G is for Getting Out

Getting out of the house with your new baby for the first time can be difficult.  It can be hard to convince yourself to get up and out of the house and a little overwhelming.  But getting out doesn’t have to be a daunting task.  Getting out can be as simple as taking your baby for a short walk in the stroller or carrier.  A change of scenery and some fresh air can be a great emotional boost.  Getting out with or without your baby can also help prevent postpartum depression.

If you feel up to it a short walk each day can be great to help your recovery, as long as you don’t overdo it.  You can start walking that first week home if you want.  The fresh air can help prevent fussiness in your baby and the sunlight gives your baby natural Vitamin D which can help you avoid jaundice by decreasing your baby’s bilirubin levels.

Getting out for grocery shopping or a longer trip can be a bit overwhelming, especially if your first trip out with the baby is without your partner.  For grocery shopping, wearing your baby in a carrier will be easiest and allow for you to fit groceries in your cart.  Bringing your baby in the stroller is fine if you only need a few items.  If you bring your baby into the store in the car seat, before setting it on the shopping cart seat area, make sure your car seat is meant to clip into the cart – most are not designed for this and must be placed in the cart basket, taking up the entire cart.  Watch the video below with a tip for getting your older children into the shopping cart those first six weeks without having to lift them.  During the first few months make sure you bring at least a spare diaper and wipes with you when you go out, if not the whole diaper bag with spare outfit!  Inevitably your baby will poop when you are out.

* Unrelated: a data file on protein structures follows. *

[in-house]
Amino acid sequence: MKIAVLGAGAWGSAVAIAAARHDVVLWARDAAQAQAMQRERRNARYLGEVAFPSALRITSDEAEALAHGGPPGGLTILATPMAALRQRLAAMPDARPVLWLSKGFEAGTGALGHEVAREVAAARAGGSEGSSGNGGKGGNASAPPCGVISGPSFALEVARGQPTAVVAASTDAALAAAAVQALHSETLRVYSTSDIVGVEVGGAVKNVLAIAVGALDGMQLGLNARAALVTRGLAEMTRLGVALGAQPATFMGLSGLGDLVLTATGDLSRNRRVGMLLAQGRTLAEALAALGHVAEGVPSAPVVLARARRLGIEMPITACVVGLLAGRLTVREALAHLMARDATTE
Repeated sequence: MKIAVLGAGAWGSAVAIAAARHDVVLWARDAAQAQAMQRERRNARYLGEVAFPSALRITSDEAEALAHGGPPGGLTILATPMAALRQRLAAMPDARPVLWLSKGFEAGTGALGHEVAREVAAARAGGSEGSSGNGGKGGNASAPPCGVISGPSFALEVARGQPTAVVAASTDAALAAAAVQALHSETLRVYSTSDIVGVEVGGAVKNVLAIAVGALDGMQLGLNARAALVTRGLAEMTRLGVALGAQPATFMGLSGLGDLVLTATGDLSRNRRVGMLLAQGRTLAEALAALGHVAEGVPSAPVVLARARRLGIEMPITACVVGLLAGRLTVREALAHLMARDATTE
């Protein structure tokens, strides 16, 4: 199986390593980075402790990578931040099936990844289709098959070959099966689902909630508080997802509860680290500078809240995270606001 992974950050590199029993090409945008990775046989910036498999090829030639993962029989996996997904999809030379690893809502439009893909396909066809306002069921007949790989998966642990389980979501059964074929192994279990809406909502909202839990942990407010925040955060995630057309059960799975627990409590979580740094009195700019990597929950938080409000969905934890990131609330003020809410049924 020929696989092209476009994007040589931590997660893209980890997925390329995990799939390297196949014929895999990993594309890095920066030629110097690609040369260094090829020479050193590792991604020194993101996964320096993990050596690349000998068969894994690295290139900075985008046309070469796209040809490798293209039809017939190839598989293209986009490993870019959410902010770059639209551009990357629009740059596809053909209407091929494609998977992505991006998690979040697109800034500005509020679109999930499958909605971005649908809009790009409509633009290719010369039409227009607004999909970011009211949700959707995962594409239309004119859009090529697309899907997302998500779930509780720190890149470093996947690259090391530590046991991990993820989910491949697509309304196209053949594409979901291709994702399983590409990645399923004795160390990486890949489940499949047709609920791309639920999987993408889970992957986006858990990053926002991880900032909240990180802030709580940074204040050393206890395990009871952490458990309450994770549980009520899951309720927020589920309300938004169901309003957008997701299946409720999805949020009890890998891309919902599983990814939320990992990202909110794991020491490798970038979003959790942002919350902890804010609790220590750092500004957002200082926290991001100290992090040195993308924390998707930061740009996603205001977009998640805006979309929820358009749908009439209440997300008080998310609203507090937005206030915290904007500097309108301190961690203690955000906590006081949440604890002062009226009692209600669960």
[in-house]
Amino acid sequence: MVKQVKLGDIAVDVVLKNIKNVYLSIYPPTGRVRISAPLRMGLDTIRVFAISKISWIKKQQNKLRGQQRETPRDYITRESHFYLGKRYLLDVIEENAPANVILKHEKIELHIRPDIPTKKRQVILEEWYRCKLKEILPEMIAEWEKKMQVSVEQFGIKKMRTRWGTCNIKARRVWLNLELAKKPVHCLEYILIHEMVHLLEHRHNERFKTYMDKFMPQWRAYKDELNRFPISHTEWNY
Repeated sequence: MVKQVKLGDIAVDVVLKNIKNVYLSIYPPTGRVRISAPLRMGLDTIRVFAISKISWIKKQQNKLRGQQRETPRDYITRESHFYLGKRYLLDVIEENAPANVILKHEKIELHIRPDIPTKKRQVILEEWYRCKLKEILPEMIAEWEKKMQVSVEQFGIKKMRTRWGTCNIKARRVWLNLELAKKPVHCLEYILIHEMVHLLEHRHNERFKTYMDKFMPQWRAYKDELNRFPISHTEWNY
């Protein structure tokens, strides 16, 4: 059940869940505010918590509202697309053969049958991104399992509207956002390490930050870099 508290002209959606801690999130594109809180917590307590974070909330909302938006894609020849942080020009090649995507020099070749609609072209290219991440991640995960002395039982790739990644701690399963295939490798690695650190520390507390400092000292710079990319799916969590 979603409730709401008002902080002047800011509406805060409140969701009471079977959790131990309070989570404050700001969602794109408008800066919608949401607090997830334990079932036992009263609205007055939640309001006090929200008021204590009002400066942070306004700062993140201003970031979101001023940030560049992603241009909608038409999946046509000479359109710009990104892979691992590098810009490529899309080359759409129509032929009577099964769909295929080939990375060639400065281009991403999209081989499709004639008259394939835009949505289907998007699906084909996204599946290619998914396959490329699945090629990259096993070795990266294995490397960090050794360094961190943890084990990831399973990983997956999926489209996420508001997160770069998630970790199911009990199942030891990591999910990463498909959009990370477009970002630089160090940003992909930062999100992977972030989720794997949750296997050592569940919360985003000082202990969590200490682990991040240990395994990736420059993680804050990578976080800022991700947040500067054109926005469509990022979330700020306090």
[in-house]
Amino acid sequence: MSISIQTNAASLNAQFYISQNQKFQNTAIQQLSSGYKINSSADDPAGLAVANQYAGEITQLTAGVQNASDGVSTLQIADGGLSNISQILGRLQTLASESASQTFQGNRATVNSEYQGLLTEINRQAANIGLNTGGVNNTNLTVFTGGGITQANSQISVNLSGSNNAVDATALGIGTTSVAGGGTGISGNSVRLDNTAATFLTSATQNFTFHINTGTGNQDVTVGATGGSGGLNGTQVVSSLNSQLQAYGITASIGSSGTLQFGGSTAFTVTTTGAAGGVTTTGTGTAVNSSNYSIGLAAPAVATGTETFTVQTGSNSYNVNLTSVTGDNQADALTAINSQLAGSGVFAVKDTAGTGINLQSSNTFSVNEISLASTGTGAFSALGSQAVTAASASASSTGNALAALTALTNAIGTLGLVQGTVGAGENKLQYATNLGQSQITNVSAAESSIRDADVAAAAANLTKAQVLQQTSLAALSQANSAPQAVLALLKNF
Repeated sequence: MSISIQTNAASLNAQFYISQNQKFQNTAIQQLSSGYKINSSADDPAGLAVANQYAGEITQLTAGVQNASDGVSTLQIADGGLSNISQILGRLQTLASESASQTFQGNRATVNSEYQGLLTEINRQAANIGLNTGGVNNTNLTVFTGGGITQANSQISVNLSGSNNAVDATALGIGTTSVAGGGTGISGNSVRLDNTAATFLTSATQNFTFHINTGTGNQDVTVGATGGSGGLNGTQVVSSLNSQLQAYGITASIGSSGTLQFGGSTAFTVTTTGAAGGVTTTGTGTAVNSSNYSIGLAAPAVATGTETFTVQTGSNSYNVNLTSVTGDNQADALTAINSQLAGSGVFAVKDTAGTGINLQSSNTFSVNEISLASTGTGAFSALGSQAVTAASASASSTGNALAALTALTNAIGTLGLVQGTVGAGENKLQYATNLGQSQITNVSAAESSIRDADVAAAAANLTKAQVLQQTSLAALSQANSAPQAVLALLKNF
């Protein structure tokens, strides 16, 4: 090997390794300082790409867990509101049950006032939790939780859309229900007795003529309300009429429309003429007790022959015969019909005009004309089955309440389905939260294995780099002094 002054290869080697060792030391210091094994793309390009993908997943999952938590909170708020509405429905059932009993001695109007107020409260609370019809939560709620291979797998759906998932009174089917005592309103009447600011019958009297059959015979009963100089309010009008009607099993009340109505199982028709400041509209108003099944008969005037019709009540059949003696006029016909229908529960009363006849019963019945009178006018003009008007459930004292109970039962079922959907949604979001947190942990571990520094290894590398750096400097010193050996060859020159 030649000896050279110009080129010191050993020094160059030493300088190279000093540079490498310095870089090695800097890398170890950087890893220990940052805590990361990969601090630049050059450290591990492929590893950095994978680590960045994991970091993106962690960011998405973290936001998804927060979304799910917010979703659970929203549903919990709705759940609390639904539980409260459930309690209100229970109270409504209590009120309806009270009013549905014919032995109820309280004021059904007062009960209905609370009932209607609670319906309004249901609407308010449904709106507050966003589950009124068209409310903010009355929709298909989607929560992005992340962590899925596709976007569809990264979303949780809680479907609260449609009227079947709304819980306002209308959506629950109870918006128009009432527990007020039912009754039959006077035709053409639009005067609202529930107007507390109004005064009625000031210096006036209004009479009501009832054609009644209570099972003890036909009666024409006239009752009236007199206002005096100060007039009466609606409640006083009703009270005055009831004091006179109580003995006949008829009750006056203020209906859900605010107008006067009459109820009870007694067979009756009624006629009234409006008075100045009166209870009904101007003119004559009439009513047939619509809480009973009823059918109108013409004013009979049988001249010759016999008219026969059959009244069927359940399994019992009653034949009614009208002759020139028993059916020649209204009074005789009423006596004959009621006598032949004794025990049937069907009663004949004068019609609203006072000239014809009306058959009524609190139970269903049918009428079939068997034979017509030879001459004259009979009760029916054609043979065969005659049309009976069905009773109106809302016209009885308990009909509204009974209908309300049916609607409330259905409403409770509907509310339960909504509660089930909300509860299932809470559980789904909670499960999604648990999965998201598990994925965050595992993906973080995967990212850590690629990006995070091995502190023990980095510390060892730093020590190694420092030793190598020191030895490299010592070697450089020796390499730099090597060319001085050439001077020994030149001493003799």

When going out some great things to have in the diaper bag or at least in the car include: at least 3 spare diapers, diaper wipes, face wipes, paper towels, small trash bags or grocery bags (for poopy diapers or clothes), a change of clothes for your baby, a change of shirt (and possibly pants) for you, and snacks and water for you if you are nursing.  These really are the essentials, everything else is preference based on you and your baby’s needs.  You may have the change of clothes in the car and never use them.  However, the day you take them out of the car will be the day your baby gets spit up or poop on your clothes or you just spill coffee on your shirt.  Either way they are great to have, just in case!

Before your baby is born, think about practicing taking the car seat in and out (if a removable style), and folding and unfolding your stroller and taking it in and out of your car.  Practice putting you wrap or carrier on with a stuffed animal or baby doll.  Practicing now can be a huge help once the baby arrives.  If you have older children, see if they can get in and out of the car and their car seat by themselves, if not try to work on that now.  Having them get themselves in and out of the seat so you only have to worry about the buckles and not lifting them is a lifesaver if you go out on your own those first six weeks (when you aren’t supposed to lift anything heavier than your baby).

Getting out of the house really doesn’t take much, besides convincing yourself to get out of the house. 

What essential items did you take with you every time you went out?

Next week I will be blogging on the letter H… H is for Hemorrhoids.